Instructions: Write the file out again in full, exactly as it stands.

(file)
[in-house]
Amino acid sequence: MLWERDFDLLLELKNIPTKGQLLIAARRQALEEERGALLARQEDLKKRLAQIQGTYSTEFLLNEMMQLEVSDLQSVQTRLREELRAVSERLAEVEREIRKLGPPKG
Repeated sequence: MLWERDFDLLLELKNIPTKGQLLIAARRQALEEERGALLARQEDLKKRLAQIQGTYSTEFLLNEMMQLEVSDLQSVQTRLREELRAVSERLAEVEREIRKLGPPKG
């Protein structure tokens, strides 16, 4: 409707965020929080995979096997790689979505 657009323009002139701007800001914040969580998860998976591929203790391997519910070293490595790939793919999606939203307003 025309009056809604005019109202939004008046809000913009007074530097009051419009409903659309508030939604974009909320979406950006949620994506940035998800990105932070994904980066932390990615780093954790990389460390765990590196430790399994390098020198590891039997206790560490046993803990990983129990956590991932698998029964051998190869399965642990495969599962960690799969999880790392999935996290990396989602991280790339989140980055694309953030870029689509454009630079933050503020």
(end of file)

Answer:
[in-house]
Amino acid sequence: MLWERDFDLLLELKNIPTKGQLLIAARRQALEEERGALLARQEDLKKRLAQIQGTYSTEFLLNEMMQLEVSDLQSVQTRLREELRAVSERLAEVEREIRKLGPPKG
Repeated sequence: MLWERDFDLLLELKNIPTKGQLLIAARRQALEEERGALLARQEDLKKRLAQIQGTYSTEFLLNEMMQLEVSDLQSVQTRLREELRAVSERLAEVEREIRKLGPPKG
């Protein structure tokens, strides 16, 4: 409707965020929080995979096997790689979505 657009323009002139701007800001914040969580998860998976591929203790391997519910070293490595790939793919999606939203307003 025309009056809604005019109202939004008046809000913009007074530097009051419009409903659309508030939604974009909320979406950006949620994506940035998800990105932070994904980066932390990615780093954790990389460390765990590196430790399994390098020198590891039997206790560490046993803990990983129990956590991932698998029964051998190869399965642990495969599962960690799969999880790392999935996290990396989602991280790339989140980055694309953030870029689509454009630079933050503020």